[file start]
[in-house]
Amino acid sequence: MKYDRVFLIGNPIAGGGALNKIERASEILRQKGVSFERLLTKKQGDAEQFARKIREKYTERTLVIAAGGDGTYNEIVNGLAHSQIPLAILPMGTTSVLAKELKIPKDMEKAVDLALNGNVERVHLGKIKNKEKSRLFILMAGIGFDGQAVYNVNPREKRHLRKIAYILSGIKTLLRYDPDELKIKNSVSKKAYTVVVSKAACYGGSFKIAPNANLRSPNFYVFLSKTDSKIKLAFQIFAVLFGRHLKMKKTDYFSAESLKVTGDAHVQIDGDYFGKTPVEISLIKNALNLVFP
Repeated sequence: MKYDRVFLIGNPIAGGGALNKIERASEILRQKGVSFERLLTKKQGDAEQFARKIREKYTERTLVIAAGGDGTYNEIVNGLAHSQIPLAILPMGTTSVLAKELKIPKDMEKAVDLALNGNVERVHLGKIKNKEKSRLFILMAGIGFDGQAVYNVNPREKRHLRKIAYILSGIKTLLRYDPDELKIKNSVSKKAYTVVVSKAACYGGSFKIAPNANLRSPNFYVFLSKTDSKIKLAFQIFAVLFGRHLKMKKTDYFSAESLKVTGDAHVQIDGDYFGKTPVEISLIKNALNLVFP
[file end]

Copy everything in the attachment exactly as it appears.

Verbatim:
[in-house]
Amino acid sequence: MKYDRVFLIGNPIAGGGALNKIERASEILRQKGVSFERLLTKKQGDAEQFARKIREKYTERTLVIAAGGDGTYNEIVNGLAHSQIPLAILPMGTTSVLAKELKIPKDMEKAVDLALNGNVERVHLGKIKNKEKSRLFILMAGIGFDGQAVYNVNPREKRHLRKIAYILSGIKTLLRYDPDELKIKNSVSKKAYTVVVSKAACYGGSFKIAPNANLRSPNFYVFLSKTDSKIKLAFQIFAVLFGRHLKMKKTDYFSAESLKVTGDAHVQIDGDYFGKTPVEISLIKNALNLVFP
Repeated sequence: MKYDRVFLIGNPIAGGGALNKIERASEILRQKGVSFERLLTKKQGDAEQFARKIREKYTERTLVIAAGGDGTYNEIVNGLAHSQIPLAILPMGTTSVLAKELKIPKDMEKAVDLALNGNVERVHLGKIKNKEKSRLFILMAGIGFDGQAVYNVNPREKRHLRKIAYILSGIKTLLRYDPDELKIKNSVSKKAYTVVVSKAACYGGSFKIAPNANLRSPNFYVFLSKTDSKIKLAFQIFAVLFGRHLKMKKTDYFSAESLKVTGDAHVQIDGDYFGKTPVEISLIKNALNLVFP